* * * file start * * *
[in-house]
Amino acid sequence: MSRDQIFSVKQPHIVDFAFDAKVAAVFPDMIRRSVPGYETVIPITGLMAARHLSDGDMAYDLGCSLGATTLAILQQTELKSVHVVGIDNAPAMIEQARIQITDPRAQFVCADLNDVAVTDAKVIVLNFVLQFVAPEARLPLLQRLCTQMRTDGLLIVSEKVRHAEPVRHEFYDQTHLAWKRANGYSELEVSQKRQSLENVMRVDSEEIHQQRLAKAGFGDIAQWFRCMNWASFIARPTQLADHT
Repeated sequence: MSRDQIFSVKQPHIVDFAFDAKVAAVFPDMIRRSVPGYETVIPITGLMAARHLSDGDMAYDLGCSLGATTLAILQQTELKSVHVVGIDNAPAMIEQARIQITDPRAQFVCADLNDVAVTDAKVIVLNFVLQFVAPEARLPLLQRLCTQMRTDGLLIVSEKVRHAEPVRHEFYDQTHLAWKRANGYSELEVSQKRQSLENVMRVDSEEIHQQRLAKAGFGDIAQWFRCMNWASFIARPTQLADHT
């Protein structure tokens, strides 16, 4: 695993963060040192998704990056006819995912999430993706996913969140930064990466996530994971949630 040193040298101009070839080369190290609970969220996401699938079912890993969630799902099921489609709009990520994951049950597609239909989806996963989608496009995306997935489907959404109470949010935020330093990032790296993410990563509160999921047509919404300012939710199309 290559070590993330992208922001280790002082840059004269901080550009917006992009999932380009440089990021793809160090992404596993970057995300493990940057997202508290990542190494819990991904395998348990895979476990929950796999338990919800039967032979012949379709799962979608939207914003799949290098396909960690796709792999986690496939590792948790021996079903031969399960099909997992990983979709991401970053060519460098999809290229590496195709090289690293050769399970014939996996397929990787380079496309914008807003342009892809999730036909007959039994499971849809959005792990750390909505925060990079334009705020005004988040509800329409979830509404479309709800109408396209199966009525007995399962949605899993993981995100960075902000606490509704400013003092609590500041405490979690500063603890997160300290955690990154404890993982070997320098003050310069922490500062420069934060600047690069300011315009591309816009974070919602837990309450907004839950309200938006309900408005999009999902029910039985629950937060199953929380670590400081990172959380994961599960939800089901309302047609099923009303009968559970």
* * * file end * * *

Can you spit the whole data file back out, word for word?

[in-house]
Amino acid sequence: MSRDQIFSVKQPHIVDFAFDAKVAAVFPDMIRRSVPGYETVIPITGLMAARHLSDGDMAYDLGCSLGATTLAILQQTELKSVHVVGIDNAPAMIEQARIQITDPRAQFVCADLNDVAVTDAKVIVLNFVLQFVAPEARLPLLQRLCTQMRTDGLLIVSEKVRHAEPVRHEFYDQTHLAWKRANGYSELEVSQKRQSLENVMRVDSEEIHQQRLAKAGFGDIAQWFRCMNWASFIARPTQLADHT
Repeated sequence: MSRDQIFSVKQPHIVDFAFDAKVAAVFPDMIRRSVPGYETVIPITGLMAARHLSDGDMAYDLGCSLGATTLAILQQTELKSVHVVGIDNAPAMIEQARIQITDPRAQFVCADLNDVAVTDAKVIVLNFVLQFVAPEARLPLLQRLCTQMRTDGLLIVSEKVRHAEPVRHEFYDQTHLAWKRANGYSELEVSQKRQSLENVMRVDSEEIHQQRLAKAGFGDIAQWFRCMNWASFIARPTQLADHT
């Protein structure tokens, strides 16, 4: 695993963060040192998704990056006819995912999430993706996913969140930064990466996530994971949630 040193040298101009070839080369190290609970969220996401699938079912890993969630799902099921489609709009990520994951049950597609239909989806996963989608496009995306997935489907959404109470949010935020330093990032790296993410990563509160999921047509919404300012939710199309 290559070590993330992208922001280790002082840059004269901080550009917006992009999932380009440089990021793809160090992404596993970057995300493990940057997202508290990542190494819990991904395998348990895979476990929950796999338990919800039967032979012949379709799962979608939207914003799949290098396909960690796709792999986690496939590792948790021996079903031969399960099909997992990983979709991401970053060519460098999809290229590496195709090289690293050769399970014939996996397929990787380079496309914008807003342009892809999730036909007959039994499971849809959005792990750390909505925060990079334009705020005004988040509800329409979830509404479309709800109408396209199966009525007995399962949605899993993981995100960075902000606490509704400013003092609590500041405490979690500063603890997160300290955690990154404890993982070997320098003050310069922490500062420069934060600047690069300011315009591309816009974070919602837990309450907004839950309200938006309900408005999009999902029910039985629950937060199953929380670590400081990172959380994961599960939800089901309302047609099923009303009968559970």